The New Jersey Supreme Court is debating whether a wealthy divorced father’s request to set up a special needs trust was an effort to secure his autistic adult son’s future or an attempt to get out of paying child support.
The man’s lawyer asked the justices on Monday to overturn two lower courts that said the trust could not supplant his support obligations in a property settlement agreement.
A related issue in Bond v. Bond, A-111-11, is whether the trial judge erred by failing, sua sponte, to appoint a guardian ad litem to represent the interests of the son, Alexander, now 25, who resides in a group home in Connecticut that costs $63,000 a year.
Jonathan Bond’s attorney, Bonnie Frost, said putting the child-support money in a special needs trust would make more sense than simply sending it to his ex-wife, Wendy. It would allow the parents to tap into federal programs to help pay for Alexander’s housing, food and medical expenses.
Wendy agreed to creating the trust, but only if she continued to get the $50,000 a year on behalf of Alexander as well, said Frost, of Denville’s Einhorn, Harris, Ascher, Barbarito & Frost. "That would have disqualified [Alexander] from government benefits," she said.
Justice Anne Patterson noted that Jonathan made the motion to modify his support obligations without providing the trial judge with a copy of the proposed trust.
Frost acknowledged that, procedurally, it would have been better to include it, but added that the provisions for creating a special needs trust are established by clear rules created by the federal government and are commonly used.
Justice Barry Albin said the PSA was freely entered into and that Jonathan would have been able to look to the future. "The burden was on you to establish a change in circumstances," he said.
"In hindsight, we would like to say we would have done some things differently," Frost said.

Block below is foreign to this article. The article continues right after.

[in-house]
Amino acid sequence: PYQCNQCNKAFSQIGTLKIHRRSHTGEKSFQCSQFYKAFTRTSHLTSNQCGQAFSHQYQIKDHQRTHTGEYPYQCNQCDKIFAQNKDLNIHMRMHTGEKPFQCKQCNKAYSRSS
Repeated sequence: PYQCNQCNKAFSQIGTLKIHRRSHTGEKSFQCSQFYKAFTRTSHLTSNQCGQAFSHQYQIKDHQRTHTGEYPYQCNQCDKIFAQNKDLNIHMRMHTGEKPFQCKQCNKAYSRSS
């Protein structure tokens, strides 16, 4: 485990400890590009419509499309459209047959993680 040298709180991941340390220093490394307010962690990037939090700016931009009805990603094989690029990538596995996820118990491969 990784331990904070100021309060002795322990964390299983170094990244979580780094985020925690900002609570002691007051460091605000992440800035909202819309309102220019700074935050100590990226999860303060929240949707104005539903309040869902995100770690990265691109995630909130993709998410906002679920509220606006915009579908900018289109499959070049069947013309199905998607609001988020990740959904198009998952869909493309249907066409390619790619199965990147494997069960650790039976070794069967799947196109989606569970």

Albin asked if Alexander would be better off with a special needs trust.
Frost replied that she believed so. "If something happens to my client, he might not be able to pay" child support, she said. With a special needs trust, Frost said, money for Alexander’s care would be ensured, and government benefits would be available.
Even though Jonathan didn’t ask for one, Frost said Essex County Superior Court Judge James Convery should have appointed a guardian ad litem for Alexander.
"Judge Convery and the Appellate Division missed the boat because they ignored Alexander," she said. "Judge Convery should have appointed a guardian."
Instead, Frost said, Convery became angry at Jonathan — an advertising executive who earns in the high six figures — for attempting to avail himself of federal benefits at taxpayers’ expense. Wealthy parents, she said, are not excluded from applying for federal help to care for special needs children.
Chief Justice Stuart Rabner asked if the application for federal assistance could be made before the trust was established.
"The trust has to be set up first before you can apply," Frost said.
Wendy’s lawyer, Paul Rowe, said Convery did not bar divorced parents from entering into agreements that call for special needs trusts as opposed to child-support payments.
All Convery found was that such a plan was not appropriate in this case, said Rowe, of Woodbridge’s Greenbaum, Rowe, Smith & Davis.
It is unfair that Convery has been "castigated" for supposedly "not caring about the child," said Rowe.
Jonathan, he said, "tempered his altruism."
"Was he really saying, ‘I’ll pay $50,000 into the trust,’" Rowe asked. "Not for a second. This was a child-support elimination application. This was an outlandish proposition."
In response to a question from Albin, Rowe said it is possible that Alexander’s condition would be worse if there was a special needs trust and if he depended on the federal government for assistance. "To get into some programs would take up to a decade," he said.
"Four judges have seen this for what it was," Rowe said, referring to Convery and Appellate Division Judges Philip Carchman, Clarkson Fisher Jr. and Linda Baxter, who affirmed him. "They saw it as an attempt to terminate $50,000 a year in child-support payments.
"That’s exactly what it is today," he said.